Brands are demanding more sophisticated measurement for TV ads - and a startup claims to have cracked the code by using advertisers' own data

Brands are demanding more sophisticated measurement for TV ads - and a startup claims to have cracked the code by using advertisers' own data

  • Advertising execs are scrambling to pour money into TV software to figure out how effective their commercials really are.
  • VideoAmp's platform plugs into TV viewership, digital ad logs, and set-top data to help brands plan out how much they should be spending in TV.
  • It also pulls in advertisers' own first-party data like email and conversion lists that can be matched against ad data.
  • The company says that 30 marketers are testing it - including ad agencies Omnicom and Mindshare.

Marketers want better proof that their TV ads are working.

The TV industry is a $70 billion market, but digital behemoths like Facebook and Google continue to take bites out of the business. In response, advertisers are increasingly asking to plug data and technology together to target specific audiences on TV and measure how effective their ads are, similar to how digital advertising works.

A cottage industry of TV-minded startups and ad-tech companies is working its way into over-the-top or linear TV buying by promising advertisers access to granular stats to help with media planning and measuring campaigns.

One such startup is VideoAmp, which provides software that pulls all of an advertiser's spend together, including digital, OTT, and traditional TV buys. After testing its software with 30 brands, and ad agencies like Omnicom and Mindshare, VideoAmp is beginning to open up its software to more advertisers.


Here's how it works: Advertisers can log in to VideoAmp's platform to view all of their spend and slice it up to see how specific channels performed using both third-party data collected from digital media and first-party data, like email lists or data that tracks how many people convert from shopping online. The company is also integrated with ad-tech companies like LiveRamp to pull in anonymous sets of first-party data.

The ad spend is matched up with data culled from VideoAmp, including viewership data from smart TVs and digital MVPDs from set-box providers. The company also pulls in reams of data from digital ad server logs.

The software first analyzes which ads were most effective and can then make recommendations for how advertisers better invest future ad spend.

"No one really cares if you're spending all this money and don't see your ad," VideoAmp CEO Ross McCray told Business Insider. "What they really care [about] is that people are going to convert and buy your product, they're going to have higher retention, they're going to show more loyalty."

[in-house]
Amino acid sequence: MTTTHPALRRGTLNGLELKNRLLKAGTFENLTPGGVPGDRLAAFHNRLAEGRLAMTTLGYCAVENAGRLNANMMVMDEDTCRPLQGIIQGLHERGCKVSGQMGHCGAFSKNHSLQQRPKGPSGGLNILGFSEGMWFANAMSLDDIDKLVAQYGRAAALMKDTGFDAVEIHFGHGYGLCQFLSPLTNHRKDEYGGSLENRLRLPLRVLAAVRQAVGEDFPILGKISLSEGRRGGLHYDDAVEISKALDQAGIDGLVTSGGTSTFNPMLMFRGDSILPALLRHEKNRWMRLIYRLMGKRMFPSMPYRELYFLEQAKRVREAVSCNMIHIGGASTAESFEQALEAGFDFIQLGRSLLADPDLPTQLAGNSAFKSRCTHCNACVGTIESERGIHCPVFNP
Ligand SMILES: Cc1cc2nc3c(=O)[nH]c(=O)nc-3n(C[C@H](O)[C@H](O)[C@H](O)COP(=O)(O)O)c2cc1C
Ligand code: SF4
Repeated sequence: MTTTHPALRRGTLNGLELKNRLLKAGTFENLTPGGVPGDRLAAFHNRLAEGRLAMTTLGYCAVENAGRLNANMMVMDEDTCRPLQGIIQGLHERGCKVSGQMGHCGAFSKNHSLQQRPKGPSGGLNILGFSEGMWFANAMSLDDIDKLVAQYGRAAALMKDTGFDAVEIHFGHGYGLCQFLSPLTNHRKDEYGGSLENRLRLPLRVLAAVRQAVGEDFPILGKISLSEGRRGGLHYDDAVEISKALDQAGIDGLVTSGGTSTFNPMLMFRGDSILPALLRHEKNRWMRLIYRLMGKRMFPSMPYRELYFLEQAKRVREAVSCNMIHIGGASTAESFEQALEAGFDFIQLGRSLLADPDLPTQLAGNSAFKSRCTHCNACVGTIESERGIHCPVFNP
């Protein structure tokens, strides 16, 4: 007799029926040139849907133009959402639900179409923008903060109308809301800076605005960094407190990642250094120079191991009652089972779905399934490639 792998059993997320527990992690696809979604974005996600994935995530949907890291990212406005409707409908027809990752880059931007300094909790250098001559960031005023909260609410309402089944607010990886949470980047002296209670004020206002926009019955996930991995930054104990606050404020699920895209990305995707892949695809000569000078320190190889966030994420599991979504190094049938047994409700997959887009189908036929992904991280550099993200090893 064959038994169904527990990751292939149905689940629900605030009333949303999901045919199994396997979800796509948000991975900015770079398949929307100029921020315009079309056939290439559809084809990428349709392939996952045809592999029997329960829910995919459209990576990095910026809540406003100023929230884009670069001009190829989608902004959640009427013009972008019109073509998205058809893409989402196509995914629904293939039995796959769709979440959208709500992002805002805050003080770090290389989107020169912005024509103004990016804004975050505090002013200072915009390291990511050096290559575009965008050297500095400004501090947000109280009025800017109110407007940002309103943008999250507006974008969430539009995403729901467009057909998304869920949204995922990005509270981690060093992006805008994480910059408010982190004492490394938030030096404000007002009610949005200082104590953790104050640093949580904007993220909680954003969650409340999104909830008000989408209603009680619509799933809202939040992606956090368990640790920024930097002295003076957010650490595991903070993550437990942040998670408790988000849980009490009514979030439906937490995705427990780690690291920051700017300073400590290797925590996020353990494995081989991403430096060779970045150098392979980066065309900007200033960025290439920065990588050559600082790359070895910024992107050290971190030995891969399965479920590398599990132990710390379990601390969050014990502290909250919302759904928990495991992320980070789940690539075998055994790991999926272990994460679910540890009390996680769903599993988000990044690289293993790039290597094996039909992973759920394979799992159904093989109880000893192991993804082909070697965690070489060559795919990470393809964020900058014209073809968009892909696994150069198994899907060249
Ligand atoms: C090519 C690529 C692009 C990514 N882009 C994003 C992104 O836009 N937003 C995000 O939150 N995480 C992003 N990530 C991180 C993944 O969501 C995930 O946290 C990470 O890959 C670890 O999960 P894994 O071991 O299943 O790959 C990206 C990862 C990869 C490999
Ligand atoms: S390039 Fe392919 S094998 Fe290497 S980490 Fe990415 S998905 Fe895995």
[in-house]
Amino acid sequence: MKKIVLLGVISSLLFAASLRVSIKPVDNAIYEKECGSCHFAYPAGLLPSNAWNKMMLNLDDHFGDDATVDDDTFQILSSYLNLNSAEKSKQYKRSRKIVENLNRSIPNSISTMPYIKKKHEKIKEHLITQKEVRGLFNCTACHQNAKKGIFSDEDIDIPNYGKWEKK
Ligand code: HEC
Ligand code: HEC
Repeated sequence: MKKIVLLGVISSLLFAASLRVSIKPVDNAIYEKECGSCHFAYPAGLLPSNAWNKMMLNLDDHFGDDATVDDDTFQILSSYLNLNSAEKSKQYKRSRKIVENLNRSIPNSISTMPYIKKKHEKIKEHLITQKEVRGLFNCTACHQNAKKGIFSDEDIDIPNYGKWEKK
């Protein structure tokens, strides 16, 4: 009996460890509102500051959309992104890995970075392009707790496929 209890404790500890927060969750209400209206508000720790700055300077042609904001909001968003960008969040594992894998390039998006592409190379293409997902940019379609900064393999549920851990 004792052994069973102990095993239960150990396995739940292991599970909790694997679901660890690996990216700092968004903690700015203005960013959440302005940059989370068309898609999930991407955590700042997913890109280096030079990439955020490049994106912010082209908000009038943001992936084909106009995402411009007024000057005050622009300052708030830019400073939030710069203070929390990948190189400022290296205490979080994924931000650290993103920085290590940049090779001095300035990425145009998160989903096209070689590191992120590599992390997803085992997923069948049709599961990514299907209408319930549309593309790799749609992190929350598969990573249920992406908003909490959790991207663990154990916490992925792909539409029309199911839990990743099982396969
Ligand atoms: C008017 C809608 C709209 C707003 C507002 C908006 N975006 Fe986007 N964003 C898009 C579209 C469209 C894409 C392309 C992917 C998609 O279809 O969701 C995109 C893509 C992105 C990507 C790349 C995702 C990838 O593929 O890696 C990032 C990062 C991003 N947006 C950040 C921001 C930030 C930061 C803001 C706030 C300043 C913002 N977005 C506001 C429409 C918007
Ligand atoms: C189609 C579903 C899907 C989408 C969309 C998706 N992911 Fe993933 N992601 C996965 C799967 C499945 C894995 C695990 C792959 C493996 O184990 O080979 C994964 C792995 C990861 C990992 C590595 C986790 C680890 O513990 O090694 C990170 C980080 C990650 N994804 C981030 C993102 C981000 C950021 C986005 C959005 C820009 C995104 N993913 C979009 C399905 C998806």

VideoAmp has raised a total of $36.6 million in funding, most recently with its series B round of $21.4 million last year.


Brands are just starting to figure out how to best split up their resources

By meshing all of an advertiser's spend into one place, advertisers can in theory get a better look at their campaigns and can tell, for example, how many people a TV and digital campaign reached and more specifically, if a campaign was seen by the same person.

That's easier said than done. While TV networks are beginning to work more with each other, marketers still struggle with understanding how their TV spend on one network compares to another, or with digital.

"TV still operates as somewhat of a walled garden," said Allison Metcalfe, general manager of LiveRamp TV. "Working with trusted partners like VideoAmp and leveraging LiveRamp to anonymize both data sets they wish to compare, brands can finally understand the true impact their TV dollars are driving for them."

In one example, a telecom found that 23% of its linear TV ads were being seen repeatedly by the same person, suggesting that the brand overspent on TV ads that were served to an audience. Meanwhile 22% of users who only saw digital ads were under the brand's frequency target, meaning that they didn't see enough ads to sway them to take an action.

McCray said that he's seen two ways that brands are using its software. The first situation happens when brands want to figure out which parts of their advertising triggers a tangible result like someone buying something.


The second use case is brands that want to experiment with squeezing out as much as they can from their ad spend, and they will either cut their budget or want their current ad budget to work better, he said.

"There's a lot of pressure from the CEOs, CFOs, the public markets that are driving these efficiencies," McCray said. "'I need to have an understanding of where my money is going' is always [clients'] first question."